Well if you torque the ARP2000 to 125 ft/lbs, you have basically torqued them to yield and made them paper weights.
The L19's could do 125 ft/lbs but it is recommended to torque them to 120 ft/lbs
This doesn't mean you should or that I am recommending it. If guys want to do so, they do so understanding the inherent risk involved. But that is what we do when we are pushing the envelope. Right? Lol
Well 125 is be too much for the ARP2000, but good to hear you do not recommend it
:Just like if they want to use L19, they assume the risk!
No risk in torquing them to 120-125 ft/lbs but I guess you think they have a risk of failure even though none have been reported in 10+ years of use.
With that said: The ARP engineer did say today that they do prefer 625+ head studs over the L19 but they also have not seen any problems with them as of yet
:As a shop owner, I will never recommend using a product against the manufacturers recommended use or specs unless a customer wants it done and paperwork is signed stating so. It would be foolish to do such a thing from a business perspective!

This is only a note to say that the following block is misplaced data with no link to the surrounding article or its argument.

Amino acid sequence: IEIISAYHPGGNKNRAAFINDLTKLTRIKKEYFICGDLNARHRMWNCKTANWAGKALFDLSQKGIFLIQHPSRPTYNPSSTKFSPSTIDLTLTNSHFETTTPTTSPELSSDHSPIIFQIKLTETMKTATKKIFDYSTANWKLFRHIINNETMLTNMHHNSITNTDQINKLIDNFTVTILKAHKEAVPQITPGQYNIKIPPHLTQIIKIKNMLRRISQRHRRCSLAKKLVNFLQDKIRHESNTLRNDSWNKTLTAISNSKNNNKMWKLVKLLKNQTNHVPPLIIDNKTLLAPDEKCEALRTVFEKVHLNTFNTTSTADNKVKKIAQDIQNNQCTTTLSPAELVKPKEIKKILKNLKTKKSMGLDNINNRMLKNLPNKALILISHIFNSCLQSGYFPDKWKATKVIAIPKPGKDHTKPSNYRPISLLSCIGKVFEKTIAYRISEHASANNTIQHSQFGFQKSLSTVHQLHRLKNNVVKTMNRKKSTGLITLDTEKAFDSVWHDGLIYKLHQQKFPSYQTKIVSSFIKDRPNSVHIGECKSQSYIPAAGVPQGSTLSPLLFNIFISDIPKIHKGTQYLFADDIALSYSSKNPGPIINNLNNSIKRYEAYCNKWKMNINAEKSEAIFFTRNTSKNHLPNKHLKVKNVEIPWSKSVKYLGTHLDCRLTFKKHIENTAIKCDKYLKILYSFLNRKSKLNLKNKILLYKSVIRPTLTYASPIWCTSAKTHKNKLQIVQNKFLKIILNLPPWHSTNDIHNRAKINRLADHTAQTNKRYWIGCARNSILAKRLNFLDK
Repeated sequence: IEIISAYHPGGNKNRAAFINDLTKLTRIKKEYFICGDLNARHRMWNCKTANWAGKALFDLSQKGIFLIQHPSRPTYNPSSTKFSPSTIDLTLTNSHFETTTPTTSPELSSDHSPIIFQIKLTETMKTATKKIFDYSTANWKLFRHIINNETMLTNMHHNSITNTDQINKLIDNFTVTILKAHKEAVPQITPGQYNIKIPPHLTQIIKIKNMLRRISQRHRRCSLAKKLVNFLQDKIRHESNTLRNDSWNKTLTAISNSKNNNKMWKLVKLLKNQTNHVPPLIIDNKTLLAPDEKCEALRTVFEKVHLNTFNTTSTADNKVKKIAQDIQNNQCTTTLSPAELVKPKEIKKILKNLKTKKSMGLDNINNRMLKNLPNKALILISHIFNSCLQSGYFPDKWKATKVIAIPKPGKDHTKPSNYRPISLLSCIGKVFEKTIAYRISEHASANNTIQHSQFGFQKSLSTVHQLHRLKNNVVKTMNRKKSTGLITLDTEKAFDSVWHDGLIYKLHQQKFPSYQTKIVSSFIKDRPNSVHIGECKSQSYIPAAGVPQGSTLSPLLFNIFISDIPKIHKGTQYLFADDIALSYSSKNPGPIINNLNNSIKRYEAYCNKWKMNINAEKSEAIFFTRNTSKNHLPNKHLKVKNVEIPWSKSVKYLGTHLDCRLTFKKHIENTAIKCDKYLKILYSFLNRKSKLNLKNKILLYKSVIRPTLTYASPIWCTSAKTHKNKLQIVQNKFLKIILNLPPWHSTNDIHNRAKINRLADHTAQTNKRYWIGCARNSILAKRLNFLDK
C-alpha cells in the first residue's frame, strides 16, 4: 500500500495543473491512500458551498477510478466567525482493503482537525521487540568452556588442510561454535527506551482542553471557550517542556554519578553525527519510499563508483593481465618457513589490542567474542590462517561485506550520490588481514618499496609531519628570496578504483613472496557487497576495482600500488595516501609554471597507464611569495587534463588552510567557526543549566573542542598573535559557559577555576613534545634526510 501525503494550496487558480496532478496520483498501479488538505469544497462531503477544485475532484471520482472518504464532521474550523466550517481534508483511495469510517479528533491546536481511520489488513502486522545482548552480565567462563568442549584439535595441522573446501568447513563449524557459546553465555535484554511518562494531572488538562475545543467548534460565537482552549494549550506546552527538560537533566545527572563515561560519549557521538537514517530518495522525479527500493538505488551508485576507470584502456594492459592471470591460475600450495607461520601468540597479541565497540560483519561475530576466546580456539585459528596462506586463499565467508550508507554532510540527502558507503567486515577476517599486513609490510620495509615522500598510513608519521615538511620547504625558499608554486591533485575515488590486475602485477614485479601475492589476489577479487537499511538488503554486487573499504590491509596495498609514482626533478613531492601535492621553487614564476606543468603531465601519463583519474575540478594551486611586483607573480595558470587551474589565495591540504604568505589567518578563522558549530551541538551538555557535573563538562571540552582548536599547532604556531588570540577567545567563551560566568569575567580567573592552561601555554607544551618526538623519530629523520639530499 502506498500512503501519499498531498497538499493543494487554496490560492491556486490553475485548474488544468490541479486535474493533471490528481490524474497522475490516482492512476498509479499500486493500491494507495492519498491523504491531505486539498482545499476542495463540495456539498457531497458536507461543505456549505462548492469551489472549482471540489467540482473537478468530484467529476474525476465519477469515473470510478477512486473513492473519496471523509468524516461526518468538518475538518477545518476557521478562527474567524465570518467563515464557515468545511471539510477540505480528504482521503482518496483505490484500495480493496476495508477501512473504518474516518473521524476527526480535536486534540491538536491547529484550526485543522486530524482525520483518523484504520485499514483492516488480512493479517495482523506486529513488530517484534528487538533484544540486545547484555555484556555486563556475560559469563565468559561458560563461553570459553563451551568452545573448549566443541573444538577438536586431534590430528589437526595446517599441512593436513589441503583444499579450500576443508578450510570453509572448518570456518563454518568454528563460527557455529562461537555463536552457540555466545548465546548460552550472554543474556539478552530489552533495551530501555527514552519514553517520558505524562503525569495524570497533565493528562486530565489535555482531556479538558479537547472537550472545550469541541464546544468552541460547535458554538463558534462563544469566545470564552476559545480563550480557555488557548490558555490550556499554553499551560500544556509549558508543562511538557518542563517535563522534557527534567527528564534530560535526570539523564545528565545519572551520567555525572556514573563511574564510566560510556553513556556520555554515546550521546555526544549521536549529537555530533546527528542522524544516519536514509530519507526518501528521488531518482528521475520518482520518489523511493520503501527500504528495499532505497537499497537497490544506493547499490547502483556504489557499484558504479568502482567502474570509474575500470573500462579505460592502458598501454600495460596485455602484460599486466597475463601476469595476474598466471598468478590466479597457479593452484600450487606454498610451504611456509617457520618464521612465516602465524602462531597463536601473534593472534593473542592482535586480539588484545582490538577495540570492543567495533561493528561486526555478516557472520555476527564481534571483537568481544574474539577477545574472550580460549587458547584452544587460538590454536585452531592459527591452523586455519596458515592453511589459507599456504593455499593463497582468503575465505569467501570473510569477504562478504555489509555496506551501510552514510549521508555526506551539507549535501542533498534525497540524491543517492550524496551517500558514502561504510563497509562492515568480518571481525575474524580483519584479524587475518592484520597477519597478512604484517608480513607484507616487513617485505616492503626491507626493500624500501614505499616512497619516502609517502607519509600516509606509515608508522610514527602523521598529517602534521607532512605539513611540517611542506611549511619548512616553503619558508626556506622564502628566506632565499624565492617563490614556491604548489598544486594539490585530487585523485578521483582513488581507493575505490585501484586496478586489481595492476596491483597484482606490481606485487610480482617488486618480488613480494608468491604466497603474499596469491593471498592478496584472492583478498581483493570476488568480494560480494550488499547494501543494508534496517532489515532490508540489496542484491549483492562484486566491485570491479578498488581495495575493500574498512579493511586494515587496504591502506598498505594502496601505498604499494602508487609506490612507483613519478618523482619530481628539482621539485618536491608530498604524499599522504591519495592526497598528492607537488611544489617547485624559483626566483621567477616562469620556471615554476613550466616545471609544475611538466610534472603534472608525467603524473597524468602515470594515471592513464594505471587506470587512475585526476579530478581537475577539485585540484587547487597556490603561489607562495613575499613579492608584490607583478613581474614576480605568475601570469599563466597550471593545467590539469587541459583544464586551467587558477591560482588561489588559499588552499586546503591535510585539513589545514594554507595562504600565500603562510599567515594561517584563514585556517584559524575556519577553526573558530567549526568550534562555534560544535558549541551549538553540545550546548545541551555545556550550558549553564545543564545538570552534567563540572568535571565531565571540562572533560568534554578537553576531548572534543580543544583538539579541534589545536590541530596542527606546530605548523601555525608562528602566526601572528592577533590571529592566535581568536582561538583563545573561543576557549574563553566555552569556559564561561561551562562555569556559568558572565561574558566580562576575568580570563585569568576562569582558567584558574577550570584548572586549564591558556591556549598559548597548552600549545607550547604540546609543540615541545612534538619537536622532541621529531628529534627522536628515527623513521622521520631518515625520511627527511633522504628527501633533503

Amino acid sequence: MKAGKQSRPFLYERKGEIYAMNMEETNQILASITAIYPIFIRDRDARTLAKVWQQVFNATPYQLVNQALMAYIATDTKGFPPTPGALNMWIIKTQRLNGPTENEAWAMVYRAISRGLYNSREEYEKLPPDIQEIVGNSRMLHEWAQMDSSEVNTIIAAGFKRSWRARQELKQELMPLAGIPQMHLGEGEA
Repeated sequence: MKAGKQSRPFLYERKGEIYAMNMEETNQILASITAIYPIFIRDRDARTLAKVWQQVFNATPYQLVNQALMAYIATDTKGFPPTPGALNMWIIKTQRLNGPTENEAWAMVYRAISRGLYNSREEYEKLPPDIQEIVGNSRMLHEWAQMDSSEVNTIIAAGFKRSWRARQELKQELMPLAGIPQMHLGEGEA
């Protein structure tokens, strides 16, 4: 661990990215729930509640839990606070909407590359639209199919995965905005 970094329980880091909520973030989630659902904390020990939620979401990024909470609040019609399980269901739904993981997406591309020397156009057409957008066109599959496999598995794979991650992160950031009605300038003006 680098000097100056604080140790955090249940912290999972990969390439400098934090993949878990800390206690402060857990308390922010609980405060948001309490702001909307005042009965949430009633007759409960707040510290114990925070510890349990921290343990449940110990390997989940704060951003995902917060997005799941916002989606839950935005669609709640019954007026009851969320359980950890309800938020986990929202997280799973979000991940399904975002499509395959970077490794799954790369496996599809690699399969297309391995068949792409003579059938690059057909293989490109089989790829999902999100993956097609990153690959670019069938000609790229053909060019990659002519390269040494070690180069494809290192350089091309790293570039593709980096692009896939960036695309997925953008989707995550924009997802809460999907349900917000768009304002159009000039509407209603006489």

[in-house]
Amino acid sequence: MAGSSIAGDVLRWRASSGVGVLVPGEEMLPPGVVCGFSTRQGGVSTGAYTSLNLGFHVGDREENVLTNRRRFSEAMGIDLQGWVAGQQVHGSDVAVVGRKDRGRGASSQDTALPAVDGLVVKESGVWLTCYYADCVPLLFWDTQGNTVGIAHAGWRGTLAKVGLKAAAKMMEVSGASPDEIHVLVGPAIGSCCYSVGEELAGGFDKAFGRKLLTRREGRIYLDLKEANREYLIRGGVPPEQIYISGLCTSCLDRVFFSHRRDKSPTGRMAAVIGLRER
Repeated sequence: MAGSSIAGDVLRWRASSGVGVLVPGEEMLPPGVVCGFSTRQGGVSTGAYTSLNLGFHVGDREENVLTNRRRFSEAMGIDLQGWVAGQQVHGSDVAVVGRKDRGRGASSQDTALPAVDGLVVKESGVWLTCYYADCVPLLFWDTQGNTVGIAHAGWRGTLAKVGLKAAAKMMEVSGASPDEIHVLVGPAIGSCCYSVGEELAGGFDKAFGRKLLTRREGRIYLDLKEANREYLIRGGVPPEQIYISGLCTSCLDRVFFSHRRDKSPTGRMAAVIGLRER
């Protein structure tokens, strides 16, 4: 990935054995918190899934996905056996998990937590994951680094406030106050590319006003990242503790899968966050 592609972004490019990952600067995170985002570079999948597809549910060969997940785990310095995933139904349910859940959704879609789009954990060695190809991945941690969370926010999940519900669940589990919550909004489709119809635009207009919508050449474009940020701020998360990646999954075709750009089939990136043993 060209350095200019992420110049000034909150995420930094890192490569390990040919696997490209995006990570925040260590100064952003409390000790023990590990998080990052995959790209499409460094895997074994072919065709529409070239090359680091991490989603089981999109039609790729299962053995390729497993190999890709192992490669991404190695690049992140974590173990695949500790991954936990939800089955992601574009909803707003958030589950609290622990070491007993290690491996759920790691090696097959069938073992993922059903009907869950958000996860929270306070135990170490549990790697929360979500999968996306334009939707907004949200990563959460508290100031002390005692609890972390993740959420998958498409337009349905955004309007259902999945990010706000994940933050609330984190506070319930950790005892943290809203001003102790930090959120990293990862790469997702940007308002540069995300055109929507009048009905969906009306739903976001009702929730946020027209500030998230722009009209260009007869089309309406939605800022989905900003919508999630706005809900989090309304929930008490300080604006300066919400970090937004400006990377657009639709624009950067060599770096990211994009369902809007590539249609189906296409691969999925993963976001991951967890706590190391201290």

:You are free to disagree with me on this. You can continue to do it your way and I will do it my way. Doesn't hurt me a bit.
:A simple phone call with your studs part number will net you an actual TQ value for the 8740. But you won't likely do it because you don't want to be wrong. That's human nature. lol
:Best of luck
I have people that have done the actual stretch test on them(Mike Smith @ Jim Wolf), I personally called years ago and also confirmed today, and I recommend anyone with questions to call and confirm for themselves also.
Kyle "Grumpy Bear" Puckett
Import Parts Pro